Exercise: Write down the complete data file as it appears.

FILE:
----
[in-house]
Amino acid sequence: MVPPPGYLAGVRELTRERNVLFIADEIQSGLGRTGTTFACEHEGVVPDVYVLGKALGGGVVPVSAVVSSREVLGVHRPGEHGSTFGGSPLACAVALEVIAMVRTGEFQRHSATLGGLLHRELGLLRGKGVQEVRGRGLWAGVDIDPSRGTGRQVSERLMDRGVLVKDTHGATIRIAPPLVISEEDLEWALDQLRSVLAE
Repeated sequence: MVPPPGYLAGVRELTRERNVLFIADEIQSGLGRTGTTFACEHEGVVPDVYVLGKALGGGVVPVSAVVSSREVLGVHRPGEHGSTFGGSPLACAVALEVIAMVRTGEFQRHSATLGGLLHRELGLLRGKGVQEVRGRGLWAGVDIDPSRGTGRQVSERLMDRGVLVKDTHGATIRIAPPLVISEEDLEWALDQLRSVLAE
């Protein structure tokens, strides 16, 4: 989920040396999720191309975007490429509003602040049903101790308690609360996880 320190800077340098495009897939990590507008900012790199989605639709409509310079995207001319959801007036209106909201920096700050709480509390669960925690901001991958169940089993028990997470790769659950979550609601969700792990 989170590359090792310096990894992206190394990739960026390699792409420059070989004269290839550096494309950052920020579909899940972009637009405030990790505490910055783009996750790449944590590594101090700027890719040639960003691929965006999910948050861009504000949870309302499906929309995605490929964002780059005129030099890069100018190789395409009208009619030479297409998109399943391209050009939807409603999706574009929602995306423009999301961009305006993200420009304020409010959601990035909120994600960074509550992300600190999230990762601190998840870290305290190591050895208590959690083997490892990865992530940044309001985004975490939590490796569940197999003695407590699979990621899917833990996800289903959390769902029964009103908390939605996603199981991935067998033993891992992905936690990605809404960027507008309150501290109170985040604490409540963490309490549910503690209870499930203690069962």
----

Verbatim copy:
[in-house]
Amino acid sequence: MVPPPGYLAGVRELTRERNVLFIADEIQSGLGRTGTTFACEHEGVVPDVYVLGKALGGGVVPVSAVVSSREVLGVHRPGEHGSTFGGSPLACAVALEVIAMVRTGEFQRHSATLGGLLHRELGLLRGKGVQEVRGRGLWAGVDIDPSRGTGRQVSERLMDRGVLVKDTHGATIRIAPPLVISEEDLEWALDQLRSVLAE
Repeated sequence: MVPPPGYLAGVRELTRERNVLFIADEIQSGLGRTGTTFACEHEGVVPDVYVLGKALGGGVVPVSAVVSSREVLGVHRPGEHGSTFGGSPLACAVALEVIAMVRTGEFQRHSATLGGLLHRELGLLRGKGVQEVRGRGLWAGVDIDPSRGTGRQVSERLMDRGVLVKDTHGATIRIAPPLVISEEDLEWALDQLRSVLAE
């Protein structure tokens, strides 16, 4: 989920040396999720191309975007490429509003602040049903101790308690609360996880 320190800077340098495009897939990590507008900012790199989605639709409509310079995207001319959801007036209106909201920096700050709480509390669960925690901001991958169940089993028990997470790769659950979550609601969700792990 989170590359090792310096990894992206190394990739960026390699792409420059070989004269290839550096494309950052920020579909899940972009637009405030990790505490910055783009996750790449944590590594101090700027890719040639960003691929965006999910948050861009504000949870309302499906929309995605490929964002780059005129030099890069100018190789395409009208009619030479297409998109399943391209050009939807409603999706574009929602995306423009999301961009305006993200420009304020409010959601990035909120994600960074509550992300600190999230990762601190998840870290305290190591050895208590959690083997490892990865992530940044309001985004975490939590490796569940197999003695407590699979990621899917833990996800289903959390769902029964009103908390939605996603199981991935067998033993891992992905936690990605809404960027507008309150501290109170985040604490409540963490309490549910503690209870499930203690069962």